Two LONDON plays – Mogadishu and Frankenstein
Currently playing at the Lyric, Hammersmith is an excellent first play by former teacher Vivienne Franzmann, called Mogadishu.
Set in a sink school, it is fast moving, witty and poignant. The central character is a liberal teacher (always write about what you know!) who is wrongly charged with assault and racial abuse. A group of excellent young actors play the schoolkids in whose hands her fate lies. Unlike other reviews I’ve read of this play, I’m not about to give away the plot – if it were a book it would be a real page turner. This is certainly one to catch
The National’s Frankenstein has to be one of the most written about productions of the year so far and has the added twist of the two leads alternating in the roles of Dr Victor Frankenstein, the mad scientist, and his creation, often in B horror movies referred to as the monster, but here, in a text more in keeping with Mary Shelley’s novel, simply called the creature.
Everything you may have read about Benedict Cumberbatch or Jonny Lee Miller is true – they are truly superb in the lead roles.
The lighting is electrifying, as is the set and the production, directed by Danny Boyle. My quibble is that the adaptation of the text by Nick Dear is a little clunky and some of the acting of the rest of a cast somewhat wooden. But nothing can really take away from the power of the piece.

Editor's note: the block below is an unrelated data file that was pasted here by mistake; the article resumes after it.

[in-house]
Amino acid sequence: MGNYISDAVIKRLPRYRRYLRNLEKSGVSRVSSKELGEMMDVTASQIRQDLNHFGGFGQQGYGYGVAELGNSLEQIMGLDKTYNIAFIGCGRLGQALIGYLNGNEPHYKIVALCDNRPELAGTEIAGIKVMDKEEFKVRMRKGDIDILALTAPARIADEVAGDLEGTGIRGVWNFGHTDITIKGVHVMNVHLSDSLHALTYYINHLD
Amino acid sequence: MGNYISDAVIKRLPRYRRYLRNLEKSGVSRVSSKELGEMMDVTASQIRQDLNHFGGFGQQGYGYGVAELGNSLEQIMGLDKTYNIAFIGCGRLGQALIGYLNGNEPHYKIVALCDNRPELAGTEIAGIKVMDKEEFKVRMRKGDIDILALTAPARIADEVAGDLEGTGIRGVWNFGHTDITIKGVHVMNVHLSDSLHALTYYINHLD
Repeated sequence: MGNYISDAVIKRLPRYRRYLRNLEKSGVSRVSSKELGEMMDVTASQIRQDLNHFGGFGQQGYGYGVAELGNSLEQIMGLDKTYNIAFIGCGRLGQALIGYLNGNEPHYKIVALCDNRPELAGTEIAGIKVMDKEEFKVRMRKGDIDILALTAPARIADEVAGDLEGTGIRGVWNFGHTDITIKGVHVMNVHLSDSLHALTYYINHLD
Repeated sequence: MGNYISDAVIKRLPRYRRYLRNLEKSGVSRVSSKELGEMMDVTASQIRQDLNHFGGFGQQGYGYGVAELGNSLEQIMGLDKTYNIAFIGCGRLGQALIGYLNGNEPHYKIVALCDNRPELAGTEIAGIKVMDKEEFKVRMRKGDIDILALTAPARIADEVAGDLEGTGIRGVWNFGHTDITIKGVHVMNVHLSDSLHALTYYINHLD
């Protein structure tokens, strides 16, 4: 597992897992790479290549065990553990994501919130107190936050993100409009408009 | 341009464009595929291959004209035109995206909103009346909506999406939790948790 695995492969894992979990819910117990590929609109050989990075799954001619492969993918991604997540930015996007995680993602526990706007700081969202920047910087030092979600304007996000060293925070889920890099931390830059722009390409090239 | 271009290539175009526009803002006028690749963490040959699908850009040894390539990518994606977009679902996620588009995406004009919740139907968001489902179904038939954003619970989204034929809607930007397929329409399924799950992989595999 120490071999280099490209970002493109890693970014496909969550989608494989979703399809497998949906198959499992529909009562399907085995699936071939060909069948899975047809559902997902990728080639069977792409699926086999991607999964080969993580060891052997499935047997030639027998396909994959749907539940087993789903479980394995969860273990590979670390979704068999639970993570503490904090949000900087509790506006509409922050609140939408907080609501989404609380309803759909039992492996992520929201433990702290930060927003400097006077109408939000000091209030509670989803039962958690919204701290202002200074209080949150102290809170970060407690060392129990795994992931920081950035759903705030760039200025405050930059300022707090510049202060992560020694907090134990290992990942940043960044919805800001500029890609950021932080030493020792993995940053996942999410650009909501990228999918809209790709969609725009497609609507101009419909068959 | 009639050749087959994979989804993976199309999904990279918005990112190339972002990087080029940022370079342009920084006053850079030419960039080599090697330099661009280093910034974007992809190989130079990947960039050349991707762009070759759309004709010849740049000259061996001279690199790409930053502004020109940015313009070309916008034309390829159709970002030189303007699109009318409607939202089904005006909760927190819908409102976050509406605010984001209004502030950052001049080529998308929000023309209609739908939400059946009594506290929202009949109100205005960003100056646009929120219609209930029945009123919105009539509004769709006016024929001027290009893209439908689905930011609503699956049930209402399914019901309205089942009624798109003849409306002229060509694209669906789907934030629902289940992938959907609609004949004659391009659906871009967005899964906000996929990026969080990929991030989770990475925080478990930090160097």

Not surprisingly it has sold out, even for the next set of performances, but will be shown as a one-off in selected cinemas as now happens quite frequently with National Theatre productions.
Worth trying to catch, it really is some experience
Jeannette Nelson, Theatre Critic
Jeannette is a bit of a culture vulture who enjoys art exhibitions, cinema and classical music, but her main interest is the theatre. For several years she ran theatre discussion groups for which her MA in Modern Drama together with teaching skills stood her in good stead. She prefers to concentrate on the many off West End and fringe productions as well as that real treasure of the London theatre scene, the National.
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